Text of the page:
When we signed up for Single Speed USA (SSUSA) early in 2013, I turned to Jay and told him I was gonna win it. Not only that... I was gonna win it and get a sweet tattoo to commemorate it. Jay, winner of Single Speed Worlds in 2000, has the victor's tattoo. But in SSUSA, the traveling belt is the trophy.. but who says I couldn't get a tattoo anyway?
Fast forward to summer 2013... I won the belt! (race recap) I got to emboss my name into it below the previous champions and take it home for a year on top. Now, what's the tattoo gonna be? Eleven months later, I gave my favorite tattoo artist Charlie Forbes at Leviticus Tattoo all my inspirations and 1/2 a dozen photos of the belt... what came to be was PERFECT!
What's funny about having a long-time friend as your tattoo artist is the mid-tattoo mini-pranks...
"What if we just stopped now and you can be the 'PEE' USA Champ?"
Nah, keep going!
Now that it's all healed up, it looks so much better than I ever imagined! My own little homage to an amazing adventure, keeping that belt with me always <3 p="">3>
Since it's healed, why not jump into the South Side Criterium? Sunday was a hot and humid day, perfect for sweating the day away on the bike. This year, they decided to give call-ups to riders in the elite races, and I was honored to get an awesome call-up to the line. Fifteen strong women towed the line and we redlined immediately off the start when Kelly went for it at the gun.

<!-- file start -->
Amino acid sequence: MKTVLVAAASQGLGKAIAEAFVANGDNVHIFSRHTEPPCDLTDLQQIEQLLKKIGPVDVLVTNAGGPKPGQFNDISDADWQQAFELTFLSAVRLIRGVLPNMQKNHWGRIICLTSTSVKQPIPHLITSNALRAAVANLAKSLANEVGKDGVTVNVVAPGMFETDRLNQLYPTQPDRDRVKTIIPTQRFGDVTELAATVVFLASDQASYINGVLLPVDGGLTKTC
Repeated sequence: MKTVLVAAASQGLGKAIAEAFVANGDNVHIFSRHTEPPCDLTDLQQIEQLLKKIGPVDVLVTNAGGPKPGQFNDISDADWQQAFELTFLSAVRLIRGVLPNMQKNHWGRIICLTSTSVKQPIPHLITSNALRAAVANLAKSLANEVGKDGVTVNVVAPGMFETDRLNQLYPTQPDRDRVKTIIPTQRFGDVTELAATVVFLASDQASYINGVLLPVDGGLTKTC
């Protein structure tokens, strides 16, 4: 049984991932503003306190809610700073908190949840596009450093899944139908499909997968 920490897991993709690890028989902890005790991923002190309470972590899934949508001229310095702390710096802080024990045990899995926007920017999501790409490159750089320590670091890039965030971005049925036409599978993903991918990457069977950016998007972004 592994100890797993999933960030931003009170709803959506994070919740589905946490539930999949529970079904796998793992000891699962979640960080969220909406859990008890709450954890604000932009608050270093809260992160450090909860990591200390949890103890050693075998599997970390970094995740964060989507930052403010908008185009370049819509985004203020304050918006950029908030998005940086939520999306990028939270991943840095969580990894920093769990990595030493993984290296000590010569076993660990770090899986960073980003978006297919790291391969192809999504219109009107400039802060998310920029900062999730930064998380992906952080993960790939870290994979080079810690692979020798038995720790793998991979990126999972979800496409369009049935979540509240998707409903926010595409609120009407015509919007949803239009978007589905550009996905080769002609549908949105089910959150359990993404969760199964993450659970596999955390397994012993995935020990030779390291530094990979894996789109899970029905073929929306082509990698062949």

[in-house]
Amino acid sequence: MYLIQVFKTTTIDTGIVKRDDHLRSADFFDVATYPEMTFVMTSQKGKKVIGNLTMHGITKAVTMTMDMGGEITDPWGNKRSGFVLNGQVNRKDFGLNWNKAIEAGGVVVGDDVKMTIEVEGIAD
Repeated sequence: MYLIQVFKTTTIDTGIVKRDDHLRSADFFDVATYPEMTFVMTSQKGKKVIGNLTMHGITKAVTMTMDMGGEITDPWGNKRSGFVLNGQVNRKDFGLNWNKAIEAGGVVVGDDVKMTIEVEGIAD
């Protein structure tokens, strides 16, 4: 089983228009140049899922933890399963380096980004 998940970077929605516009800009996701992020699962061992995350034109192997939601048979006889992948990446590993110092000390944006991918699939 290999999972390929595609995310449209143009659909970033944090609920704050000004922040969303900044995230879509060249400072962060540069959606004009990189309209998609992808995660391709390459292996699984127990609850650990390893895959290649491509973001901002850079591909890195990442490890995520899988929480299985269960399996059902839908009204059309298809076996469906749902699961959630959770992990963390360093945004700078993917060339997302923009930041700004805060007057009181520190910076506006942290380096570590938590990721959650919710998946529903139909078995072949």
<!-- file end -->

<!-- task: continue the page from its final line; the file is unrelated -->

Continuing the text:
The first three laps or so we were strung out single-file trying to chase the new U23 National Champ down, careening through the streets of Minneapolis at blazing speeds. The race came back together, but the pace remained high as other riders attempted to break away and the field rallied to close the gap.
Some lap past the halfway point, the game changed for me.
Luckily, my husband has been an amazing coach over the years and I am strong and confident in the corners. I had been watching the pack during the race to know who's wheel to stay off of or who slowed in the turns to avoid getting gapped off during the group's surges. We came out of Turn 2 (base of the hill) and prepped for Turn 3. The rider in front of me began to slow as we entered Turn 3 so I took the wider right line to avoid braking. As we exited the turn, the rider I was trying to avoid moved quickly into my lane. I tried to swerve right to avoid her rear wheel, but she veered to fast and the spokes of my front wheel began to ting off her rear derailleur.
I thought I could pull out of it as it unfolded in slow motion...
But I was unable to move to the right fast enough. My spokes wrapped around the rear derailleur and my front wheel stopped on a dime. With hands firmly gripping the drops, I flipped over the bars.
From the bruises and road rash on my body to what I can remember, I first hit the pavement with my left lever, knee and hip with enough force to pop out of my pedals. I flipped onto my right and continued to slide down the road away from my bike. On my right, butt cheek and shoulder, I slid in slow motion.. I remember staring down at my shoulder and the road thinking "Stop sliding. Stop sliding".
I came to a stop and plopped my head on the ground. Laying there in the fetal position in the middle of the road, part of me really didn't understand what just happened. Linsay stopped her race and came to make sure I was okay. A kind corner marshall helped me hobble to the side of the road as pain in my left knee was the first that came to my attention. The sat me down as I began to assess the situation.